Plaintiff brought this action (initially filed in New York State Supreme Court, Clinton County and removed by the defendants under the Labor Management Relations Act) under New York State tort law for 1) Defamation; 2) Malicious Prosecution; 3) Breach of Contract; 4) Abuse of Process; and 5) Conspiracy.

 b. Defendant's Motion for Summary Judgment.

 Summary judgment was granted in favor of the defendants as against all of plaintiff's claims.

 (1). Plaintiff's Defamation Claims:

 As to plaintiff's claims sounding in defamation, the Court found that notwithstanding that all the parties to this action had been deposed, plaintiff had failed to point to any defamatory statement by any of these defendants such as would allow these claims to survive summary judgment. As to defendants Nephew and Sager it was clear that no evidence had been presented that they made false statements about plaintiff: indeed at his own deposition plaintiff indicated his belief that neither Nephew nor Sager had made any false statements about him. (Gray Dep. at 47-60).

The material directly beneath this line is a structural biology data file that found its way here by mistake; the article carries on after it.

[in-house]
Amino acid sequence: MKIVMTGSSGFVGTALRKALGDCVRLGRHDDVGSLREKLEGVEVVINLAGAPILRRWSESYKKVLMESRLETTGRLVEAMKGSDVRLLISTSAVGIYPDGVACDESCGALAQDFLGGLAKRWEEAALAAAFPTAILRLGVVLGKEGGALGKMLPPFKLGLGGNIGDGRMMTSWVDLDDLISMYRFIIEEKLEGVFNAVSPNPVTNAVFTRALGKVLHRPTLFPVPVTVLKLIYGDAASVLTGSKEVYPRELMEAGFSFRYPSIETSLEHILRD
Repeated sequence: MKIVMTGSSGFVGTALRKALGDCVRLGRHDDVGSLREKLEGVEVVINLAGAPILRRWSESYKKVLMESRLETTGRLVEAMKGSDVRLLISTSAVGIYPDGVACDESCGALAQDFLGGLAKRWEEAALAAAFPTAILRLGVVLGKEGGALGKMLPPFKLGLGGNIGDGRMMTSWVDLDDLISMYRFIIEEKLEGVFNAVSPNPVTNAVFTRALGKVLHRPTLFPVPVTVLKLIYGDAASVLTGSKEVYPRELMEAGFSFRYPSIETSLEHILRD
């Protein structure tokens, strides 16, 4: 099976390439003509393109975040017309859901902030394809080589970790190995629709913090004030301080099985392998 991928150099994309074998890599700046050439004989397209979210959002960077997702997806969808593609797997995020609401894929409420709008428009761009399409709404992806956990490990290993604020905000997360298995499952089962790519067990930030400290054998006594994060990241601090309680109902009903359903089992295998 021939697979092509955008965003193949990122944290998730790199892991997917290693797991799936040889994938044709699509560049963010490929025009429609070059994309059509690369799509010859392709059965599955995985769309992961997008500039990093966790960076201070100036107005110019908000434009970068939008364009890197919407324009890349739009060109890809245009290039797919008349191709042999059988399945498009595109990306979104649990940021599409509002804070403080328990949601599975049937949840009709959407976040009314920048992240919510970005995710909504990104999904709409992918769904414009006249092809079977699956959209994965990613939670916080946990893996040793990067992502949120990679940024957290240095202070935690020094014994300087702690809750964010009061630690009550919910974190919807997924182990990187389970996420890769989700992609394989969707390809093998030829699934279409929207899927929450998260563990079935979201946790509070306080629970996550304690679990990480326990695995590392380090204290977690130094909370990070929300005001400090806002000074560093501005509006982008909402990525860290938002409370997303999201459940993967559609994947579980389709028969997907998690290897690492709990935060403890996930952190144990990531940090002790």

Neither did plaintiff in his affidavit or memorandum of law in opposition expressly point to any single defamatory statement made by defendant Millea. The Court noted in that regard that plaintiff's attorney had failed to file an affidavit with his memorandum of law. It appeared that plaintiff's attorney's only theory was that based on the foregoing events one of the defendants must have said something defamatory to someone: of course such a posture is wholly inappropriate on a post-discovery motion for summary judgment.